Improved outcomes of children with malignancy admitted to a pediatric intensive care unit


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Abstract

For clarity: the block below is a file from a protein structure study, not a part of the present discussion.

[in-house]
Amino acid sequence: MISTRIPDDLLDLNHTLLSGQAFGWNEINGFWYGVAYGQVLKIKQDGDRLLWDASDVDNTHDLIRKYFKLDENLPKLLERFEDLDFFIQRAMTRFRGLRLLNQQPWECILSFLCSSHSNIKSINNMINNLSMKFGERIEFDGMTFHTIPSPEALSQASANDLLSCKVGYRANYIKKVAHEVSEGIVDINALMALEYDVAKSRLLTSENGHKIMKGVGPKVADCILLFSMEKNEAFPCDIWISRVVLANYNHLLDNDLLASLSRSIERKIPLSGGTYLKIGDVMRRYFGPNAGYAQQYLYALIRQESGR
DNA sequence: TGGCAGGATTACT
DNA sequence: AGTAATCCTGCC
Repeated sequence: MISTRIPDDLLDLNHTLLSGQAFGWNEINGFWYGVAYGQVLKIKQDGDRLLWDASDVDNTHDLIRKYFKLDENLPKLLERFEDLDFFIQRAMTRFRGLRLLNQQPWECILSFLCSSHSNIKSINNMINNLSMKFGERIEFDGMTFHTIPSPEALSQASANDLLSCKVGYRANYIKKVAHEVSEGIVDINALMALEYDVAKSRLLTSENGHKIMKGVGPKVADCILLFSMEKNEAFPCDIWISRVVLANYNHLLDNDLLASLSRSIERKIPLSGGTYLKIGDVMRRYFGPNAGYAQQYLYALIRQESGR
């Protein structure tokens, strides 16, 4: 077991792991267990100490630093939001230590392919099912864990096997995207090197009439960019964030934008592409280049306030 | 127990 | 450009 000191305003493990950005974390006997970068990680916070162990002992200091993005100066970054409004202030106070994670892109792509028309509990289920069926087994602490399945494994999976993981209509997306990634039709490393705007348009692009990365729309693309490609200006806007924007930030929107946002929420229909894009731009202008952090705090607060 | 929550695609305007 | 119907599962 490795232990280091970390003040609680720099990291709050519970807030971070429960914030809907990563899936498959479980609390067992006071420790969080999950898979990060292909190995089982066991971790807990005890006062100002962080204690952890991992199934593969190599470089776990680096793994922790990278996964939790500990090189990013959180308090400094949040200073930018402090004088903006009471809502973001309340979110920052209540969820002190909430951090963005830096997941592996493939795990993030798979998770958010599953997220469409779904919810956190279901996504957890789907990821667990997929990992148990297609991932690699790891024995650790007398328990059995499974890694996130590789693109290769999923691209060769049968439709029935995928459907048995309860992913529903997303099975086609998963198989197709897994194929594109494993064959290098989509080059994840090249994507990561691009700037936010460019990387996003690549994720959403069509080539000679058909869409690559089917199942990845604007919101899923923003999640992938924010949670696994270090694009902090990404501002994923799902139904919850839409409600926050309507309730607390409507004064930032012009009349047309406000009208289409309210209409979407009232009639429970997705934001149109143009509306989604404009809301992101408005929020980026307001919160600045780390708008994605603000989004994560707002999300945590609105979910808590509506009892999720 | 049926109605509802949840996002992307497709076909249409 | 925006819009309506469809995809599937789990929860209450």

ObjectiveTo assess the acute and long-term outcomes of children admitted to the intensive care unit with cancer or complications after bone marrow transplantation.DesignRetrospective analysis of databases from a prospective pediatric intensive care unit (PICU) database supplemented by case notes review.SettingA PICU in a tertiary pediatric hospital.PatientsAll children with malignancy admitted to the PICU between May 1, 1987, and April 30, 1996.InterventionsNone.Measurements and Main ResultsThere were 206 admissions to the PICU during a 9-yr study period of 150 children with malignancies or complications after bone marrow transplantation. Forty patients died in the PICU (27% mortality rate). The most frequent indications for PICU admission were shock and respiratory disease. Of 56 children admitted with shock, there were 16 deaths (29% mortality rate). In 24 episodes of sepsis, inotropic and ventilatory support were required and 13 patients (54%) survived. Analysis of long-term survival gave estimates of 50% survival for all oncology patients admitted to the PICU and 42% for those admitted for shock.ConclusionsA high proportion of oncology patients admitted to the PICU requiring intensive intervention survive and go on to be cured of their malignancy. Our study suggests the PICU outcome for these patients has improved.

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